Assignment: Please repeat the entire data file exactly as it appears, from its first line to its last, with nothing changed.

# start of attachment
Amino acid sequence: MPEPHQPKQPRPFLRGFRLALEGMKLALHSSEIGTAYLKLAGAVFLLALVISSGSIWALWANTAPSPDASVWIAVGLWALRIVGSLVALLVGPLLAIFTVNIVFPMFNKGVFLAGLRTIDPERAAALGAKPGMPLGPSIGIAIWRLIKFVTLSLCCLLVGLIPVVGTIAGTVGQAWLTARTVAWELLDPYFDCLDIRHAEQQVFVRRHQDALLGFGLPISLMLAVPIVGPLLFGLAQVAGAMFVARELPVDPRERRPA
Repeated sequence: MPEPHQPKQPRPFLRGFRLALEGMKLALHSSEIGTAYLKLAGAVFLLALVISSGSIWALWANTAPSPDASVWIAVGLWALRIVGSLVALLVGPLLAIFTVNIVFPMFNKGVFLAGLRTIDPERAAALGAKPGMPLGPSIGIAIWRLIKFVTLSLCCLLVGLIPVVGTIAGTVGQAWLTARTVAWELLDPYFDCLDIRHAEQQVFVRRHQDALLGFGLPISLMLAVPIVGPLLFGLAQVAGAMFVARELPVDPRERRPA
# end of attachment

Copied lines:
Amino acid sequence: MPEPHQPKQPRPFLRGFRLALEGMKLALHSSEIGTAYLKLAGAVFLLALVISSGSIWALWANTAPSPDASVWIAVGLWALRIVGSLVALLVGPLLAIFTVNIVFPMFNKGVFLAGLRTIDPERAAALGAKPGMPLGPSIGIAIWRLIKFVTLSLCCLLVGLIPVVGTIAGTVGQAWLTARTVAWELLDPYFDCLDIRHAEQQVFVRRHQDALLGFGLPISLMLAVPIVGPLLFGLAQVAGAMFVARELPVDPRERRPA
Repeated sequence: MPEPHQPKQPRPFLRGFRLALEGMKLALHSSEIGTAYLKLAGAVFLLALVISSGSIWALWANTAPSPDASVWIAVGLWALRIVGSLVALLVGPLLAIFTVNIVFPMFNKGVFLAGLRTIDPERAAALGAKPGMPLGPSIGIAIWRLIKFVTLSLCCLLVGLIPVVGTIAGTVGQAWLTARTVAWELLDPYFDCLDIRHAEQQVFVRRHQDALLGFGLPISLMLAVPIVGPLLFGLAQVAGAMFVARELPVDPRERRPA